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Photos by Vicki Mellott/Metamorphic Gardens Inc.

This charming landscape was a joyful, creative collaboration between the homeowners and many others

By Carol Brock | Photos by Vicki Mellott/Metamorphic Gardens Inc.

Isn’t it rare when things just naturally fall into place, particularly in a home project?

That’s how it happened for Lisa and Jim Scatena, after they had to redo the landscape at their historic home on University Hill. It all started with the 2013 flood—and a birthday wish.

“After the flood, we had an underground spring which rerouted beneath our existing patio and house,” Lisa explains. The couple ended up with water in their basement after every rainfall, and had to demolish the patio to assess the situation. Three sump pumps and an “underground albatross of a water conduit” later, they successfully mitigated the problem.

“We all came together with such heartfelt creativity that heart was literally built into this landscape.”
See the results of their collaboration below

With the patio needing reconstruction, the couple toyed with the idea of going beyond a simple replacement. “We let our imaginations run wild with ‘We’ve always wanted ____,’ and then filled in the blank with ‘outdoor kitchen, fireplace, naturalized perennial gardens, heated walkways.’ If we didn’t go for it then, we knew we probably never would,” Lisa says.

A remodel of that magnitude required skilled professionals from many arenas. The Scatenas turned first to one they already knew: Vicki Mellott of Boulder’s Metamorphic Gardens Inc. “I had helped them landscape a garden at their Newlands home in 2004,” Mellott recalls, “but this time I was like, ‘I’d love to help you, but I’m over the top with other jobs.’”

But when Jim asked Lisa what she wanted for her birthday, her one-word reply was ‘Vicki.’ He told Mellott about her request. “So we began a new adventure together,” the landscaper says. Other pros and their teams soon joined Mellott on the adventure, including Conrad Gonzalez, Elton Randall, Jim Lutter and Rick Markwardt, among others.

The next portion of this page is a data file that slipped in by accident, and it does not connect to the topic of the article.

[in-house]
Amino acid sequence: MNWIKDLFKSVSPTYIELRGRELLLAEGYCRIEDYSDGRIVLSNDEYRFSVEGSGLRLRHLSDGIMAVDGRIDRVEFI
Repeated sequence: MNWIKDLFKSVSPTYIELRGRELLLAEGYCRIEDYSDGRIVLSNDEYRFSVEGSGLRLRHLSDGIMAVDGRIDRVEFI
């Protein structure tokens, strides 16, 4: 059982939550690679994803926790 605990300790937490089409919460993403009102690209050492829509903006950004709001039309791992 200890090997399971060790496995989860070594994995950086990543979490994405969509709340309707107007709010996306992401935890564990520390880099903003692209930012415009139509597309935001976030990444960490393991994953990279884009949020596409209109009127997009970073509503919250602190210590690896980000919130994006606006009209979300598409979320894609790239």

“It was a creativity dream team,” Lisa says. “Everything was a product of their levels of expertise melded with respect for one another’s input. It was pure joy working with every one of them.”

Mellott says the collaboration is evident in the end product. “We all came together with such heartfelt creativity that heart was literally built into this landscape. With Lisa and Jim, we forged something so special, it just emanates heart.”

Unexpected Details

The landscape’s unexpected details set it apart from the humdrum, Lisa says. “So many perennial beds, kitchens and fireplaces look the same to me these days. It was important to create charm and personality with unique touches that made the landscape feel as if it had been present since the house was built in 1923. Given the scale of the project, it would have been easy to lose the warmth and character that exude from this space.”

Lisa spent hours at salvage yards searching for those touches, like the garden gates from the Swat Valley in Pakistan (home to Malala Yousafzai); the hand-forged bronze light sculpture from Italy; the fireplace’s 100-year-old Moroccan sandstone arch; and the carved Indian pillars that support the massive mantel.

“The whole project turned out to be way more than I figured,” Jim says, “but things were well thought out every step of the way by very creative folks. The garden is where we want to be, and it always seems to fit the time of year, like a hidden oasis.”

As a sanctuary from her busy medical practice, Lisa says the garden couldn’t be more peaceful, functional and perfect. “It makes me smile.”

1The Patio’s Main Entry

Photos by Vicki Mellott/Metamorphic Gardens Inc.

Large terra-cotta pots flank the patio’s main entry into the home. The pots harbor creamy hydrangeas that overwinter in them. Deep-burgundy coleus, trailing ivy, English thyme and ‘Kent Beauty’ ornamental oregano grow underneath the hydrangeas. The step is interspersed with buff and red sandstone and lit by rope lights. An akebia vine grows up the copper downspout. The festoon lights stay up year-round.

2Old World Meets Historic Boulder

Photos by Vicki Mellott/Metamorphic Gardens Inc.